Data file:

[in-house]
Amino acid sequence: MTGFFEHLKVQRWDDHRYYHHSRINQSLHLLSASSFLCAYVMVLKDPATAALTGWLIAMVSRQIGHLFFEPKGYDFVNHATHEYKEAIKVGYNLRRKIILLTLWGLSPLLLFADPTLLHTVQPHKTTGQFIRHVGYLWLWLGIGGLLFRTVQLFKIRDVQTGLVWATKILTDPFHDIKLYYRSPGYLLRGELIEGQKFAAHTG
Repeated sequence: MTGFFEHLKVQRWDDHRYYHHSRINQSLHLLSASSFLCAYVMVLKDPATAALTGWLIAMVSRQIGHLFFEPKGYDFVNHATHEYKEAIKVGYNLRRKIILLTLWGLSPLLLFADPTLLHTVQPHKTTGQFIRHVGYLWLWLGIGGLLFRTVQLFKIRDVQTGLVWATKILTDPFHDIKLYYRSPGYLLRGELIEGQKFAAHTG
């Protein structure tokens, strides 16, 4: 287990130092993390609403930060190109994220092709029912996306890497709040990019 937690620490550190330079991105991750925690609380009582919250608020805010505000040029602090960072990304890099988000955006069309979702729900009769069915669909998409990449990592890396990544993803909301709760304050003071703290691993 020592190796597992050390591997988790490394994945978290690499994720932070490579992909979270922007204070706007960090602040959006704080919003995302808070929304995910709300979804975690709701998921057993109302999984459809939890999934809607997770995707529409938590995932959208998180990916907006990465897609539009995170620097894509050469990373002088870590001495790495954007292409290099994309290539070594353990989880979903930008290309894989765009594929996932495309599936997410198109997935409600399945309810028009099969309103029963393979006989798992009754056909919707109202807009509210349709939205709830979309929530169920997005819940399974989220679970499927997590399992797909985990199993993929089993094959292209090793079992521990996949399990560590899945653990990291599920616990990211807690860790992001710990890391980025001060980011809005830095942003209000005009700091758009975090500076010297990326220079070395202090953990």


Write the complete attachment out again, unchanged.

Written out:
[in-house]
Amino acid sequence: MTGFFEHLKVQRWDDHRYYHHSRINQSLHLLSASSFLCAYVMVLKDPATAALTGWLIAMVSRQIGHLFFEPKGYDFVNHATHEYKEAIKVGYNLRRKIILLTLWGLSPLLLFADPTLLHTVQPHKTTGQFIRHVGYLWLWLGIGGLLFRTVQLFKIRDVQTGLVWATKILTDPFHDIKLYYRSPGYLLRGELIEGQKFAAHTG
Repeated sequence: MTGFFEHLKVQRWDDHRYYHHSRINQSLHLLSASSFLCAYVMVLKDPATAALTGWLIAMVSRQIGHLFFEPKGYDFVNHATHEYKEAIKVGYNLRRKIILLTLWGLSPLLLFADPTLLHTVQPHKTTGQFIRHVGYLWLWLGIGGLLFRTVQLFKIRDVQTGLVWATKILTDPFHDIKLYYRSPGYLLRGELIEGQKFAAHTG
């Protein structure tokens, strides 16, 4: 287990130092993390609403930060190109994220092709029912996306890497709040990019 937690620490550190330079991105991750925690609380009582919250608020805010505000040029602090960072990304890099988000955006069309979702729900009769069915669909998409990449990592890396990544993803909301709760304050003071703290691993 020592190796597992050390591997988790490394994945978290690499994720932070490579992909979270922007204070706007960090602040959006704080919003995302808070929304995910709300979804975690709701998921057993109302999984459809939890999934809607997770995707529409938590995932959208998180990916907006990465897609539009995170620097894509050469990373002088870590001495790495954007292409290099994309290539070594353990989880979903930008290309894989765009594929996932495309599936997410198109997935409600399945309810028009099969309103029963393979006989798992009754056909919707109202807009509210349709939205709830979309929530169920997005819940399974989220679970499927997590399992797909985990199993993929089993094959292209090793079992521990996949399990560590899945653990990291599920616990990211807690860790992001710990890391980025001060980011809005830095942003209000005009700091758009975090500076010297990326220079070395202090953990």